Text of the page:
|Posted on July 2, 2014 at 1:00 AM|
μ-haus: μ from the Greek “mu” meaning “micro” and haus from the German “house” or “shell” as in a turtle, where home is a livable extension of one’s self.
As the world’s populations shift towards cities, the issue of urban density comes into focus. Laneway housing, tiny homes, off-grid and NetZero dwellings all address a facet of an unknown future regarding over-population, energy resources and climate change.
μ-haus addresses all of these as it is an in-fill build that can be independent from city infrastructure and, if grid-tied in Ontario, it creates an income both in terms of rent and energy sold to the grid.
μ-haus collects water from its roof, stores it, purifies it, and when it comes to disposing of it, does so without the creation of black water, thanks to a composting toilet.
μ-haus is superinsulated; a highly efficient air-source heat-pump supplies its minimal heating and cooling needs. In the fall and winter when the sun is low in the sky, the south facing windows collect solar energy. In the spring and summer, large overhangs protect the home from overheating.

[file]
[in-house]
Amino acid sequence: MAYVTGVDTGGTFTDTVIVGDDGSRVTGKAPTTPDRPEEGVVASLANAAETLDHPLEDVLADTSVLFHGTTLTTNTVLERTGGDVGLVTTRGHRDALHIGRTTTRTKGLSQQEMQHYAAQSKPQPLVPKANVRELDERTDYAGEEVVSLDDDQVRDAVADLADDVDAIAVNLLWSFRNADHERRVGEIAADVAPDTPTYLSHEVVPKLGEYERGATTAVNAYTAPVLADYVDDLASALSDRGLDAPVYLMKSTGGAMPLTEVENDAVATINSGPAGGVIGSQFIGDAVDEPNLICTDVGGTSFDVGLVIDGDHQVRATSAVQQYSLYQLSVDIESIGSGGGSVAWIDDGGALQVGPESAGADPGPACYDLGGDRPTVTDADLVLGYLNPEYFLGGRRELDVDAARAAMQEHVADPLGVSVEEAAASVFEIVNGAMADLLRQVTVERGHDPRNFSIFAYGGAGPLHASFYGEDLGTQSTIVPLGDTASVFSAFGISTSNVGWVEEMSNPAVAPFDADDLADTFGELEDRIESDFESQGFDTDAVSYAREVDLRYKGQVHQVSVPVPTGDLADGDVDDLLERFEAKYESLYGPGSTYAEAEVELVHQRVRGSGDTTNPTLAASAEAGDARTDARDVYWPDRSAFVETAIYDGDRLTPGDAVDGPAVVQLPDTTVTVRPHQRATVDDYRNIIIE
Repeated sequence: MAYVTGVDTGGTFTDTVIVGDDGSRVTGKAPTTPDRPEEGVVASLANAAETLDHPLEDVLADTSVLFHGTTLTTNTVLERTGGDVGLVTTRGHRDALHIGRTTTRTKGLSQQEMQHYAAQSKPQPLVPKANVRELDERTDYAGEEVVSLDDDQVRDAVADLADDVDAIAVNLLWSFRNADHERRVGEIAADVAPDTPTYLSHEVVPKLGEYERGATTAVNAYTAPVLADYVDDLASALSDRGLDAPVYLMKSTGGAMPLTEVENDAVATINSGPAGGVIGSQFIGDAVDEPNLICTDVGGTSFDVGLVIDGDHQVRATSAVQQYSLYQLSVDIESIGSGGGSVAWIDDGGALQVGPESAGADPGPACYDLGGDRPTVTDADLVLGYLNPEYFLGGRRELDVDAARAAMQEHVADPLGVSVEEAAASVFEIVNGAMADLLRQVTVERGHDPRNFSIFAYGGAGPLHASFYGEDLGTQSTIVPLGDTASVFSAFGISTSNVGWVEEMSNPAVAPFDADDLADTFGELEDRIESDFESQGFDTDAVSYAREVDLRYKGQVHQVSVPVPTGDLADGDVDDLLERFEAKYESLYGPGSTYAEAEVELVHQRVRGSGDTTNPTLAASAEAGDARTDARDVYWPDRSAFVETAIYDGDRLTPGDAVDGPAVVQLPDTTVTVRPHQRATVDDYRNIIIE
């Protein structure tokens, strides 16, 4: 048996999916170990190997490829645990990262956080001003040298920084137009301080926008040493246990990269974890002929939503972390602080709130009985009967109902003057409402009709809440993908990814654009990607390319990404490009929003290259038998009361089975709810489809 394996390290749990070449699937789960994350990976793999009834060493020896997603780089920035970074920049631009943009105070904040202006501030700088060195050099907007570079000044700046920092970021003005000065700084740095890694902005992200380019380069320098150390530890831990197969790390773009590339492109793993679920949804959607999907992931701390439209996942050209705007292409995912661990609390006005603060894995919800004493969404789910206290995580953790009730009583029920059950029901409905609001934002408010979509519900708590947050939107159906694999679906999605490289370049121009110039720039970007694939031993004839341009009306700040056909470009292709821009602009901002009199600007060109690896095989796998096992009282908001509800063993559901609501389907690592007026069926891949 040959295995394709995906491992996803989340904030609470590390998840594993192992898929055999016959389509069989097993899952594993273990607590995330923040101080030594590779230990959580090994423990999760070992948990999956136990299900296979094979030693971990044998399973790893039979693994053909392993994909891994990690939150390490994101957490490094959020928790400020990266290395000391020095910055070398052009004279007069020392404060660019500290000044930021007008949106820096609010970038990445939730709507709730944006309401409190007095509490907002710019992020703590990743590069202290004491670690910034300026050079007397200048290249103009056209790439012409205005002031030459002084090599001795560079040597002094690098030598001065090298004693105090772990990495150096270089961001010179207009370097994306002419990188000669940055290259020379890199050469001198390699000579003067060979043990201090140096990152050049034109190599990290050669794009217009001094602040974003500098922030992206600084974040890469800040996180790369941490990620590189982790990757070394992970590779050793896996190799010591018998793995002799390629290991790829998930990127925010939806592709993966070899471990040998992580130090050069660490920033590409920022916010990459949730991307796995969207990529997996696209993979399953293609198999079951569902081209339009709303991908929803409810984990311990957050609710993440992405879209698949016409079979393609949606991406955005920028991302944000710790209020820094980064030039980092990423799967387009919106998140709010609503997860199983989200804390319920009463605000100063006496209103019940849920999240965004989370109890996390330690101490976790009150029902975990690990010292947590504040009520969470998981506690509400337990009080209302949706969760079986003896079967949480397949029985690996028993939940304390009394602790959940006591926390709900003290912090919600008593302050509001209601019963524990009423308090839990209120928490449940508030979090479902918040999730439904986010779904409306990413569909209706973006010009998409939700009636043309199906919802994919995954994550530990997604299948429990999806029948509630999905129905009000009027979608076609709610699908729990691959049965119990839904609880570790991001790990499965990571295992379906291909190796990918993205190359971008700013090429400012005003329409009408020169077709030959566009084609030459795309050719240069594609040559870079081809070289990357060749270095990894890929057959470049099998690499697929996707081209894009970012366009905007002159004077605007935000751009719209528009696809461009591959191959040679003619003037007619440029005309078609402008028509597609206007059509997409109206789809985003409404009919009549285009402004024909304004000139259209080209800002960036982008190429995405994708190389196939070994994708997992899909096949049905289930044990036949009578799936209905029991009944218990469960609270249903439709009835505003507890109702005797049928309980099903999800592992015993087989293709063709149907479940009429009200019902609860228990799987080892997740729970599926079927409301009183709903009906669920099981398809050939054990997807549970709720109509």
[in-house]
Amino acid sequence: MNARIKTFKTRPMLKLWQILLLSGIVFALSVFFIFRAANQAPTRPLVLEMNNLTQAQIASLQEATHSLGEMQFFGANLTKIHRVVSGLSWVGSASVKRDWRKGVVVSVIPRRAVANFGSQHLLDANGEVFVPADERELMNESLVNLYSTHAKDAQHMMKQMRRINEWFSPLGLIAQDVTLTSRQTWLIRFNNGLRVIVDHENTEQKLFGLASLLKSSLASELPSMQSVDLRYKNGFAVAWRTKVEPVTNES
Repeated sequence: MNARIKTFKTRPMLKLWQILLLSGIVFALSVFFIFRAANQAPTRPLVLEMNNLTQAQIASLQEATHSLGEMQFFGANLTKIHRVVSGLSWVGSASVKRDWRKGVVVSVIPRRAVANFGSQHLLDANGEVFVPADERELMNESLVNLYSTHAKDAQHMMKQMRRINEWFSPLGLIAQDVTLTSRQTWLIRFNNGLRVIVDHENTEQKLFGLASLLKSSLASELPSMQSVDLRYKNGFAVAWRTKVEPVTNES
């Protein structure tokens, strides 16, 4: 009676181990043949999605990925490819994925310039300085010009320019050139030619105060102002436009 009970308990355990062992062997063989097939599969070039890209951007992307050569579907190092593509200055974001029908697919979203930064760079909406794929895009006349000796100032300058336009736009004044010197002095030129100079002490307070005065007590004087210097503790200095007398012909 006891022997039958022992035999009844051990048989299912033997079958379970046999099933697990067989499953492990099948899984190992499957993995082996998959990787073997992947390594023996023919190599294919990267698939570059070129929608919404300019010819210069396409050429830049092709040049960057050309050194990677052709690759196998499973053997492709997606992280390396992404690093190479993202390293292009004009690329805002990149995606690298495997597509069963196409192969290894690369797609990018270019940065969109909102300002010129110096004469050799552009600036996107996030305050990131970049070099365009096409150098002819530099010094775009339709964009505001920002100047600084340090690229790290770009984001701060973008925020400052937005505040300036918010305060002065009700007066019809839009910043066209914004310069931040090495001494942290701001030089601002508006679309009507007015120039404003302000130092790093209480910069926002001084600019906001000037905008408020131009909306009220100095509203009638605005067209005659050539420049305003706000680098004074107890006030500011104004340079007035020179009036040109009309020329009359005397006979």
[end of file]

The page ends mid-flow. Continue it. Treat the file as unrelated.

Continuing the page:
μ-haus is compact and appropriate for even the smallest of urban laneways, demonstrating energy conservation and, resiliency. It addresses density on a human scale. We see a future with a chicken in every pot and a μ-haus in every backyard.
μ-haus is a 200 square foot tiny house, intended for in-fill in an urban context. Though it is difficult to reach Passive House standards in such a small building, μ-haus shows significant energy savings in both space heating and total primary energy due to superinsulation and efficient appliances.
The issue of size was addressed visually by creating tall, sloped ceilings that let light in and create headroom in the loftstyle bedroom, a table that transforms for coffee to dining and a staircase which folds away.
The 20 roof-mounted solar panels collect more energy than the home requires, making μ-haus net positive in terms of energy. The roof also collects all the water necessary for the home, storing it in six cisterns in the crawlspace. Heating and cooling are supplied by a high SEER heat pump. Fresh air is supplies by two synced micro HRVs. The home is small and comfortable with basic amenities. It is intended for a single occupant or young couples comfortable with sharing the space.
Categories: 2014 Contest Submissions